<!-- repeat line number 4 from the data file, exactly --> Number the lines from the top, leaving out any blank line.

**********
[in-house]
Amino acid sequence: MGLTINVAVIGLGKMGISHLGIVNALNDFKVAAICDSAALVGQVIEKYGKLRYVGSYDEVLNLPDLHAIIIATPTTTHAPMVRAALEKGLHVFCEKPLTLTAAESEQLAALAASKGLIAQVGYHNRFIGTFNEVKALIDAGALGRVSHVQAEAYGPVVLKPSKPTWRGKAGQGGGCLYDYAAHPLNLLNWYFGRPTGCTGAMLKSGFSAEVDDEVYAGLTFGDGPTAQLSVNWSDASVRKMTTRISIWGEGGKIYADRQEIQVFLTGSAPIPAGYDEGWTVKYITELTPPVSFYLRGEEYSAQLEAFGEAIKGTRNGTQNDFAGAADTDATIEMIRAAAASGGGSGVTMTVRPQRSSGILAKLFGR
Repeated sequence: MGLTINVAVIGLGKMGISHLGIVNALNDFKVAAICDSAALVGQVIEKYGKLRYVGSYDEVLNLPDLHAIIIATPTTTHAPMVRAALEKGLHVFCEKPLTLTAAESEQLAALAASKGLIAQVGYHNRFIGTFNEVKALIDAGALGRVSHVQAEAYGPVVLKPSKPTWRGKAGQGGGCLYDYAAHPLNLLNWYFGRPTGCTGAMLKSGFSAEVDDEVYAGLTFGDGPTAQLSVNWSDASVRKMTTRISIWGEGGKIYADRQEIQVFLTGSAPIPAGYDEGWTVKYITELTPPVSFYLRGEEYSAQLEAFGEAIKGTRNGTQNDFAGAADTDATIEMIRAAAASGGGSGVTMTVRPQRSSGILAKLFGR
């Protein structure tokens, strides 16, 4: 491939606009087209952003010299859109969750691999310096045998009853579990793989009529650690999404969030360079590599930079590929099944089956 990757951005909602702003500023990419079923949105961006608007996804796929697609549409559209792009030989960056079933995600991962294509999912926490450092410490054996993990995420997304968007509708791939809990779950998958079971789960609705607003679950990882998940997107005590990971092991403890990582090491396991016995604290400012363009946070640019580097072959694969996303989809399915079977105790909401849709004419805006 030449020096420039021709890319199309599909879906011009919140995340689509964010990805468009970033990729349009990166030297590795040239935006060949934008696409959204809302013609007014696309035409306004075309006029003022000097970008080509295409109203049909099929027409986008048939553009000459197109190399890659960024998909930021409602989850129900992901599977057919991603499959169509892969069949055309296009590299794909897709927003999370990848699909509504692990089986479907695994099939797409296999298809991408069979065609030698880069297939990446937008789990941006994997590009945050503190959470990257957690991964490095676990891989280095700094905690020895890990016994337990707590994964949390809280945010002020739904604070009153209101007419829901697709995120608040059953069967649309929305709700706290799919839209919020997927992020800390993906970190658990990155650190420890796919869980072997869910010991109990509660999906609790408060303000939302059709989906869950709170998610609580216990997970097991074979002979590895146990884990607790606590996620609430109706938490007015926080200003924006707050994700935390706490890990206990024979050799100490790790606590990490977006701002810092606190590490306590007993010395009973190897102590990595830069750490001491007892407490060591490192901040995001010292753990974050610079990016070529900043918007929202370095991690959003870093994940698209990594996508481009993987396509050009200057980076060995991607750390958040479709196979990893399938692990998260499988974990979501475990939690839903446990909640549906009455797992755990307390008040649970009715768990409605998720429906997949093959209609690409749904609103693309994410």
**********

């Protein structure tokens, strides 16, 4: 491939606009087209952003010299859109969750691999310096045998009853579990793989009529650690999404969030360079590599930079590929099944089956 990757951005909602702003500023990419079923949105961006608007996804796929697609549409559209792009030989960056079933995600991962294509999912926490450092410490054996993990995420997304968007509708791939809990779950998958079971789960609705607003679950990882998940997107005590990971092991403890990582090491396991016995604290400012363009946070640019580097072959694969996303989809399915079977105790909401849709004419805006 030449020096420039021709890319199309599909879906011009919140995340689509964010990805468009970033990729349009990166030297590795040239935006060949934008696409959204809302013609007014696309035409306004075309006029003022000097970008080509295409109203049909099929027409986008048939553009000459197109190399890659960024998909930021409602989850129900992901599977057919991603499959169509892969069949055309296009590299794909897709927003999370990848699909509504692990089986479907695994099939797409296999298809991408069979065609030698880069297939990446937008789990941006994997590009945050503190959470990257957690991964490095676990891989280095700094905690020895890990016994337990707590994964949390809280945010002020739904604070009153209101007419829901697709995120608040059953069967649309929305709700706290799919839209919020997927992020800390993906970190658990990155650190420890796919869980072997869910010991109990509660999906609790408060303000939302059709989906869950709170998610609580216990997970097991074979002979590895146990884990607790606590996620609430109706938490007015926080200003924006707050994700935390706490890990206990024979050799100490790790606590990490977006701002810092606190590490306590007993010395009973190897102590990595830069750490001491007892407490060591490192901040995001010292753990974050610079990016070529900043918007929202370095991690959003870093994940698209990594996508481009993987396509050009200057980076060995991607750390958040479709196979990893399938692990998260499988974990979501475990939690839903446990909640549906009455797992755990307390008040649970009715768990409605998720429906997949093959209609690409749904609103693309994410």